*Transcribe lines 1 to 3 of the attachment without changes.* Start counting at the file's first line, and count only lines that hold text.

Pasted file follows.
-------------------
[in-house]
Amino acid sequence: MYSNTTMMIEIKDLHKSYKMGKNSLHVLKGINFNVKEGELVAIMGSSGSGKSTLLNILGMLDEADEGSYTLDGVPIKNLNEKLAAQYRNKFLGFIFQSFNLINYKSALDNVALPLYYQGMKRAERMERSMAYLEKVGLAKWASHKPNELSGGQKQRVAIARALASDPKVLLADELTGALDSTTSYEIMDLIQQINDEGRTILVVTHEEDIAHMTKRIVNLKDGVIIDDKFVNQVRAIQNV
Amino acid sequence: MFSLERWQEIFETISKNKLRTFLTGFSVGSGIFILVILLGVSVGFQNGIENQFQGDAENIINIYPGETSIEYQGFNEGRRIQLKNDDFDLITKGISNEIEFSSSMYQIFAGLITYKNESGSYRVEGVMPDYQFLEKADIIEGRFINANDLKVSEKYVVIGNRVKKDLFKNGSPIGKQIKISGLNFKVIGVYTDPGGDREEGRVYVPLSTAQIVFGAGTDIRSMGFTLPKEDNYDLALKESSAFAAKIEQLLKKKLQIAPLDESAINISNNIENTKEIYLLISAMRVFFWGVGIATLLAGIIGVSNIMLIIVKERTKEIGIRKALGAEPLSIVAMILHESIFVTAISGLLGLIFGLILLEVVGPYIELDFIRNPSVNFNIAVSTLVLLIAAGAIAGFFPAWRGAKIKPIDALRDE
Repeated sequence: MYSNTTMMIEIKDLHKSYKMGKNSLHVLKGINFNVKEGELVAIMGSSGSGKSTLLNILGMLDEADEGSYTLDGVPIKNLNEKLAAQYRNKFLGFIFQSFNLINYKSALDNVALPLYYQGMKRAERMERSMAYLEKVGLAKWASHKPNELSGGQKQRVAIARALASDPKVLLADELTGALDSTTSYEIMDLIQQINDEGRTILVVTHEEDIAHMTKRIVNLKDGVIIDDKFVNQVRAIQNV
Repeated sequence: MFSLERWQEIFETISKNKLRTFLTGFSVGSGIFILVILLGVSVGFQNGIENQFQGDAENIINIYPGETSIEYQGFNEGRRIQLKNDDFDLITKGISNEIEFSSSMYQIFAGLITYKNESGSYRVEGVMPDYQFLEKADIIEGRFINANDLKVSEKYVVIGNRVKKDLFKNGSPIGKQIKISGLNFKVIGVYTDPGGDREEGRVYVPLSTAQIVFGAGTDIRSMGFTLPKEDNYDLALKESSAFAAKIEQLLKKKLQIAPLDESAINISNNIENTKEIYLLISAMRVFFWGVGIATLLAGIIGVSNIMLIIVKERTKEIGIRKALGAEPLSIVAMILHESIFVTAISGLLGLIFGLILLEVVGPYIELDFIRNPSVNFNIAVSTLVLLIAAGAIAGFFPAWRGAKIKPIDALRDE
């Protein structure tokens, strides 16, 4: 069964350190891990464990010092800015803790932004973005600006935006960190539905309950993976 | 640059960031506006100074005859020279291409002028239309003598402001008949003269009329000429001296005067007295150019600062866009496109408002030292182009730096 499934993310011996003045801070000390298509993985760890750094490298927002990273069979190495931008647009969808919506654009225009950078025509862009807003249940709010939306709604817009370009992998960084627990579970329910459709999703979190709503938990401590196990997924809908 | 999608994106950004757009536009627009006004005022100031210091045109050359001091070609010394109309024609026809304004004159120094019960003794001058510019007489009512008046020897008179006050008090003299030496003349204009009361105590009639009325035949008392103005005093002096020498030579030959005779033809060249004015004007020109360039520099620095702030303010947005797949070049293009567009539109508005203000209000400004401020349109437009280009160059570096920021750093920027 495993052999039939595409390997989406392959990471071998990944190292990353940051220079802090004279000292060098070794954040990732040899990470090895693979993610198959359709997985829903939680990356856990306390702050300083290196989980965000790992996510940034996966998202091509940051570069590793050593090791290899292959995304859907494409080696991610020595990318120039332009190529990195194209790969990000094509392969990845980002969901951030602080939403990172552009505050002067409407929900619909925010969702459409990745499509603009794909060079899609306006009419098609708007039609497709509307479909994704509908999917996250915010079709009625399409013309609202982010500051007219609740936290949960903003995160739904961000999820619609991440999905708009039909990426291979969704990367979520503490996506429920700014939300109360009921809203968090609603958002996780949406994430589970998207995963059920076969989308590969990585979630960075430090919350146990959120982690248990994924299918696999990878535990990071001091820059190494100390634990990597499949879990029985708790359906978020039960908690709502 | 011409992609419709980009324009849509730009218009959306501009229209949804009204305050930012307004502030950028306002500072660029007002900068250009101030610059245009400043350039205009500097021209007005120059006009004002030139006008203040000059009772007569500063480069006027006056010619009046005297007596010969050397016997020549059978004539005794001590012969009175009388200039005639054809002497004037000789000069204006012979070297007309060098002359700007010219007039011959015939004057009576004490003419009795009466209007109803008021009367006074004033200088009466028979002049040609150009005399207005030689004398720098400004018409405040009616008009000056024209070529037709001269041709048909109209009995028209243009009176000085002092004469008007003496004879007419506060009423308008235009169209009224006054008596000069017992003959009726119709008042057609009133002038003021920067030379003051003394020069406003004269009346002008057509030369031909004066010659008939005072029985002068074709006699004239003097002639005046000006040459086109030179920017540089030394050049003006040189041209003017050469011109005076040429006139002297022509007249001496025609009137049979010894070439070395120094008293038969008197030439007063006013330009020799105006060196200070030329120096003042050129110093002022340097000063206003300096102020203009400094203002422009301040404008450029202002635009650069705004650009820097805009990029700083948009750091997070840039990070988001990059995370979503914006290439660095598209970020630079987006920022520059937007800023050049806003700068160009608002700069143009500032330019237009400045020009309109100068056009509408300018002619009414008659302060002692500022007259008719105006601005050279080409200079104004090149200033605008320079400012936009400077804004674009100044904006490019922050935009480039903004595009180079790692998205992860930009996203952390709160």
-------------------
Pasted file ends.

[in-house]
Amino acid sequence: MYSNTTMMIEIKDLHKSYKMGKNSLHVLKGINFNVKEGELVAIMGSSGSGKSTLLNILGMLDEADEGSYTLDGVPIKNLNEKLAAQYRNKFLGFIFQSFNLINYKSALDNVALPLYYQGMKRAERMERSMAYLEKVGLAKWASHKPNELSGGQKQRVAIARALASDPKVLLADELTGALDSTTSYEIMDLIQQINDEGRTILVVTHEEDIAHMTKRIVNLKDGVIIDDKFVNQVRAIQNV
Amino acid sequence: MFSLERWQEIFETISKNKLRTFLTGFSVGSGIFILVILLGVSVGFQNGIENQFQGDAENIINIYPGETSIEYQGFNEGRRIQLKNDDFDLITKGISNEIEFSSSMYQIFAGLITYKNESGSYRVEGVMPDYQFLEKADIIEGRFINANDLKVSEKYVVIGNRVKKDLFKNGSPIGKQIKISGLNFKVIGVYTDPGGDREEGRVYVPLSTAQIVFGAGTDIRSMGFTLPKEDNYDLALKESSAFAAKIEQLLKKKLQIAPLDESAINISNNIENTKEIYLLISAMRVFFWGVGIATLLAGIIGVSNIMLIIVKERTKEIGIRKALGAEPLSIVAMILHESIFVTAISGLLGLIFGLILLEVVGPYIELDFIRNPSVNFNIAVSTLVLLIAAGAIAGFFPAWRGAKIKPIDALRDE